8. statistics of small numbers— a close relative of observational selection(e.g., “They say 1 out of every 5 people is Chinese. How is this possible? I know hundreds of people, and none of them is Chinese. Yours truly.” Or: “I’ve thrown three sevens in a row. Tonight I can’t lose.”)
  9. misunderstanding of the nature of statistics(e.g., President Dwight Eisenhower expressing astonishment and alarm on discovering that fully half of all Americans have below average intelligence);
  10. inconsistency(e.g., Prudently plan for the worst of which a potential military adversary is capable, but thriftily ignore scientific projections on environmental dangers because they’re not “proved.” Or: Attribute the declining life expectancy in the former Soviet Union to the failures of communism many years ago, but never attribute the high infant mortality rate in the United States (now highest of the major industrial nations) to the failures of capitalism. Or: Consider it reasonable for the Universe to continue to exist forever into the future, but judge absurd the possibility that it has infinite duration into the past);
  11. non sequitur— Latin for “It doesn’t follow” (e.g., Our nation will prevail because God is great. But nearly every nation pretends this to be true; the German formulation was “Gott mit uns”). Often those falling into the non sequitur fallacy have simply failed to recognize alternative possibilities;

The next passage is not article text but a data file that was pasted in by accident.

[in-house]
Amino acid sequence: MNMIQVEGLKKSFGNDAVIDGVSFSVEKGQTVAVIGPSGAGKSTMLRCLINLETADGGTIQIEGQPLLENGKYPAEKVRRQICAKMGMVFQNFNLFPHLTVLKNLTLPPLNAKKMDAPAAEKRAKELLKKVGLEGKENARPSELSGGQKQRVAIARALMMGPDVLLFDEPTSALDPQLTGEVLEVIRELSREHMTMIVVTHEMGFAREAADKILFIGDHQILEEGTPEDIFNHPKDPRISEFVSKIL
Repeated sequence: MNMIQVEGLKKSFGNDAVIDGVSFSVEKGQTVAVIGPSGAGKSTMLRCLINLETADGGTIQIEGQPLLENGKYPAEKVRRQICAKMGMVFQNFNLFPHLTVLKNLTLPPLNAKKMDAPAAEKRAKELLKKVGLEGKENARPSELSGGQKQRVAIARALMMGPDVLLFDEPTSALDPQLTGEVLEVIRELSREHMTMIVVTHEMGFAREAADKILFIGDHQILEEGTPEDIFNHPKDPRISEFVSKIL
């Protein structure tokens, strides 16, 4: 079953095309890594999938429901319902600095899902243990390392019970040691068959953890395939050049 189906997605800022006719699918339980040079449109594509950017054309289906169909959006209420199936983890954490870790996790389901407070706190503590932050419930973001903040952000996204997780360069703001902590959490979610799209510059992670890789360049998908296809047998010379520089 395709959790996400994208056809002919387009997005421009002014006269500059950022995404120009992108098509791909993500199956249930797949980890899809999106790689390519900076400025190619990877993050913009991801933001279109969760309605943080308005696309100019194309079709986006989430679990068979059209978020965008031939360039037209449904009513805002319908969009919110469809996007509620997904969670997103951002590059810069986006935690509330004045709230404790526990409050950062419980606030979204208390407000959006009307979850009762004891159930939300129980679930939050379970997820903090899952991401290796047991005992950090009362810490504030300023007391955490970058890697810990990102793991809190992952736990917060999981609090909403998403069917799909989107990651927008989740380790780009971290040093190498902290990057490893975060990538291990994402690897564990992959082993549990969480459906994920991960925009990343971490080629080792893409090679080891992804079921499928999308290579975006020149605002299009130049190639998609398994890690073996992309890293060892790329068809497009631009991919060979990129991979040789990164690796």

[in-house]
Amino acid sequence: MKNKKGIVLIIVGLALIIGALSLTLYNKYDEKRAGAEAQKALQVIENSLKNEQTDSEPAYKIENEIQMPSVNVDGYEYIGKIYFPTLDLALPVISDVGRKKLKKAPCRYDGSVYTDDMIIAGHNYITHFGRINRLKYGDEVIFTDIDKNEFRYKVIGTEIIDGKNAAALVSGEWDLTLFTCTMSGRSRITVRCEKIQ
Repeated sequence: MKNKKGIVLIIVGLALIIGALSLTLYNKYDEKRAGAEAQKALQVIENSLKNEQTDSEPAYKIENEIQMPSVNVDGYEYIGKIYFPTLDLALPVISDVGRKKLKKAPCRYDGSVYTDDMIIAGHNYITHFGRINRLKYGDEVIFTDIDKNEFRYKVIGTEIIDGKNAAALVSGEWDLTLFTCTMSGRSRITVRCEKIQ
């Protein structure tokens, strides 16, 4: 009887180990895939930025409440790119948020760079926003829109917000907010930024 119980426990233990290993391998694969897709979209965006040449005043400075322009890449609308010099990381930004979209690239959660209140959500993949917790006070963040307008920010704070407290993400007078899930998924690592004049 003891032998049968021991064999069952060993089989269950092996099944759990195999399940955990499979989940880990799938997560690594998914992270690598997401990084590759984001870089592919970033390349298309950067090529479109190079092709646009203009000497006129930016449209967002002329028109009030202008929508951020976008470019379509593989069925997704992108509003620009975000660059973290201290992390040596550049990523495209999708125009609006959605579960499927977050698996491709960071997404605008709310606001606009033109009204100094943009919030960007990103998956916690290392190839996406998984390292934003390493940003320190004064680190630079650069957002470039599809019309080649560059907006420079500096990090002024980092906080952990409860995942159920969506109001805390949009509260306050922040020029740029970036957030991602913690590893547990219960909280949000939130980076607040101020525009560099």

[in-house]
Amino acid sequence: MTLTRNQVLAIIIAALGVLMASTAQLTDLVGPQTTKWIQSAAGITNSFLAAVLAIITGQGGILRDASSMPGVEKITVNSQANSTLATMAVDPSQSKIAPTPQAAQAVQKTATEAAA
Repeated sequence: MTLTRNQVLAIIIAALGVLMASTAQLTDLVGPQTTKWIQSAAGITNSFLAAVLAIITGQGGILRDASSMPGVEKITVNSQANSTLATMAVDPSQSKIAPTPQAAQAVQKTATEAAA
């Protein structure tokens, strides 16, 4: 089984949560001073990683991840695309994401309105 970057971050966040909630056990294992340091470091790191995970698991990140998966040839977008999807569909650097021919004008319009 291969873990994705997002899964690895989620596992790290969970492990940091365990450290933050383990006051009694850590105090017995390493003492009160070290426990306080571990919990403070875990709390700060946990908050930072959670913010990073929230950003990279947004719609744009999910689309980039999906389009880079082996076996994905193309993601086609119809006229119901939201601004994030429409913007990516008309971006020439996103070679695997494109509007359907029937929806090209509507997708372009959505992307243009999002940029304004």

12. post hoc, ergo propter hoc— Latin for “It happened after, so it was caused by” (e.g., Jaime Cardinal Sin, Archbishop of Manila: “I know of … a 26-year-old who looks 60 because she takes [contraceptive] pills.” Or: Before women got the vote, there were no nuclear weapons)
  13. meaningless question(e.g., What happens when an irresistible force meets an immovable object? But if there is such a thing as an irresistible force there can be no immovable objects, and vice versa)
  14. excluded middle, or false dichotomy — considering only the two extremes in a continuum of intermediate possibilities (e.g., “Sure, take his side; my husband’s perfect; I’m always wrong.” Or: “Either you love your country or you hate it.” Or: “If you’re not part of the solution, you’re part of the problem”)
  15. short-term vs. long-term— a subset of the excluded middle, but so important I’ve pulled it out for special attention (e.g., We can’t afford programs to feed malnourished children and educate pre-school kids. We need to urgently deal with crime on the streets.  Or: Why explore space or pursue fundamental science when we have so huge a budget deficit?);
  16. slippery slope, related to excluded middle (e.g.,If we allow abortion in the first weeks of pregnancy, it will be impossible to prevent the killing of a full-term infant. Or, conversely: If the state prohibits abortion even in the ninth month, it will soon be telling us what to do with our bodies around the time of conception);
  17. confusion of correlation and causation(e.g., A survey shows that more college graduates are homosexual than those with lesser education; therefore, education makes people gay. Or: Andean earthquakes are correlated with closest approaches of the planet Uranus; therefore — despite the absence of any such correlation for the nearer, more massive planet Jupiter — the latter causes the former)